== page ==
By ALEXIS CAREY
If you’re anything like me, Victoria Secret’s recent “Perfect Body” campaign left you livid.
If you need a refresher, here it is again – in all its patronising, body shaming, confidence-crushing glory:
Because of course there is only one type of ‘perfect’ and it’s tall, thin, toned, thigh-gapped and also photo-shopped for good measure.
Now, we all know Victoria’s Secret is a brand that is pretty cray-cray at the best of times. Besides the whole angel obsession, they are notorious for their airbrushing and photoshop disasters. And then there was that time they dressed a model as a bicycle… (not a euphemism, she had handlebars and everything).
But this? This ad took it to a whole new level.
It ticked off people right across the globe who are (understandably) worried about the message it sends to women and girls – one that glorifies so-called “perfection” and striving towards an unhealthy “ideal” of thinness. The message is one of conformity; a single ideal of beauty. One that for many women is not only unattainable but could, quite simply, be physically dangerous.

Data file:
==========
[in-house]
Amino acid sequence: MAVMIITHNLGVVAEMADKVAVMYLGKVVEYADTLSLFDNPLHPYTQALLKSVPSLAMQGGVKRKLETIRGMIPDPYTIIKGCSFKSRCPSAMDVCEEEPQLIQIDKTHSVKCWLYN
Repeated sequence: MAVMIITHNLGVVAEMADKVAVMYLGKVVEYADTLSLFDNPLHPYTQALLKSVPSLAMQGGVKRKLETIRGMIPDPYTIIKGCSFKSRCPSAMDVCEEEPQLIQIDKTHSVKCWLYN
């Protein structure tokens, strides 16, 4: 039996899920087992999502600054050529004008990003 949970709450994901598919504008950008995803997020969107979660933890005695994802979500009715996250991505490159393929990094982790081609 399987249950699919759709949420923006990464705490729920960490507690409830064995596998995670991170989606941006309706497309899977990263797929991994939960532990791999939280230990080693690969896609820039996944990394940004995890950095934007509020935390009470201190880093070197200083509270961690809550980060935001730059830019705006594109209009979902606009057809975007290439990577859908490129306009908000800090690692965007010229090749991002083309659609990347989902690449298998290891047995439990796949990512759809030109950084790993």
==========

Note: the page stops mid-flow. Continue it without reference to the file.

Naturally, social media went into meltdown and tens of thousands of people have already signed a petition to have the Victoria’s Secret advertisement changed. But while signing petitions and taking the fight to social media is admirable, British fashion brand JD Williams has responded to the dodgy ad in the very best way possible – with positivity, rather than negativity.
They have launched the #PerfectlyImperfect counter campaign in response, and it’s pure gold.
The campaign features models ranging from size 10-16 and better yet, it actively aims to “promote body confidence for all women, of all ages, sizes and shapes”. The campaign encourages women to embrace and even celebrate their imperfections by sharing their #FavouriteFlaw on social media.
It is all about loving the body your have, rather than being encouraged to feel sh*thouse about it.
Now isn’t that refreshing? Wouldn’t it be nice to live in a world where ads like the one by JD Williams was the norm, rather than the exception?
All I can say is high five, you guys. Common sense has (finally) won the day.
Feeling fired up?Here is a gallery of other ads and products we are not okay with. Are you?